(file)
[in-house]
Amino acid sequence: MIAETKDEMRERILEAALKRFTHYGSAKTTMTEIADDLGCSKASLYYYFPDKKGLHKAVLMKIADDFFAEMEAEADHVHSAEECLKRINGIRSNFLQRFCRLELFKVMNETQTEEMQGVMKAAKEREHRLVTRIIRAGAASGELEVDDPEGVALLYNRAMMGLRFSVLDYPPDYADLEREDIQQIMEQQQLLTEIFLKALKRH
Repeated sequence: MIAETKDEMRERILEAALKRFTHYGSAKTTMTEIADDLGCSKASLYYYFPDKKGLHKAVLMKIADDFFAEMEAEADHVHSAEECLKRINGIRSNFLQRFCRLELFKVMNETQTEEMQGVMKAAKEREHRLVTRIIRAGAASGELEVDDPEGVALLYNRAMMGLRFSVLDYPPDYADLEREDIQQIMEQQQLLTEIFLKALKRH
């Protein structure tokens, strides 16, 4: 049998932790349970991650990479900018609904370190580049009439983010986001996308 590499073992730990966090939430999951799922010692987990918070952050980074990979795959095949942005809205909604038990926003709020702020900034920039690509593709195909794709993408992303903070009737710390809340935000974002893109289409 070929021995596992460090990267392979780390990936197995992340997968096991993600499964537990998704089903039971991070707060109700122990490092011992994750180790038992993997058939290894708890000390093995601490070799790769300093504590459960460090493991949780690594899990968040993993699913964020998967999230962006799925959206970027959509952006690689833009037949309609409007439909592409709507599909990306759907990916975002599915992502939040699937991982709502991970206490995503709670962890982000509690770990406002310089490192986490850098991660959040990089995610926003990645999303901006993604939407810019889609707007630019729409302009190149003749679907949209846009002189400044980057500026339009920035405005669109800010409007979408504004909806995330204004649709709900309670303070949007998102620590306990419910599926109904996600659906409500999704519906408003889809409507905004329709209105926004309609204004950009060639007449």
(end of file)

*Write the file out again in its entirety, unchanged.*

[in-house]
Amino acid sequence: MIAETKDEMRERILEAALKRFTHYGSAKTTMTEIADDLGCSKASLYYYFPDKKGLHKAVLMKIADDFFAEMEAEADHVHSAEECLKRINGIRSNFLQRFCRLELFKVMNETQTEEMQGVMKAAKEREHRLVTRIIRAGAASGELEVDDPEGVALLYNRAMMGLRFSVLDYPPDYADLEREDIQQIMEQQQLLTEIFLKALKRH
Repeated sequence: MIAETKDEMRERILEAALKRFTHYGSAKTTMTEIADDLGCSKASLYYYFPDKKGLHKAVLMKIADDFFAEMEAEADHVHSAEECLKRINGIRSNFLQRFCRLELFKVMNETQTEEMQGVMKAAKEREHRLVTRIIRAGAASGELEVDDPEGVALLYNRAMMGLRFSVLDYPPDYADLEREDIQQIMEQQQLLTEIFLKALKRH
């Protein structure tokens, strides 16, 4: 049998932790349970991650990479900018609904370190580049009439983010986001996308 590499073992730990966090939430999951799922010692987990918070952050980074990979795959095949942005809205909604038990926003709020702020900034920039690509593709195909794709993408992303903070009737710390809340935000974002893109289409 070929021995596992460090990267392979780390990936197995992340997968096991993600499964537990998704089903039971991070707060109700122990490092011992994750180790038992993997058939290894708890000390093995601490070799790769300093504590459960460090493991949780690594899990968040993993699913964020998967999230962006799925959206970027959509952006690689833009037949309609409007439909592409709507599909990306759907990916975002599915992502939040699937991982709502991970206490995503709670962890982000509690770990406002310089490192986490850098991660959040990089995610926003990645999303901006993604939407810019889609707007630019729409302009190149003749679907949209846009002189400044980057500026339009920035405005669109800010409007979408504004909806995330204004649709709900309670303070949007998102620590306990419910599926109904996600659906409500999704519906408003889809409507905004329709209105926004309609204004950009060639007449």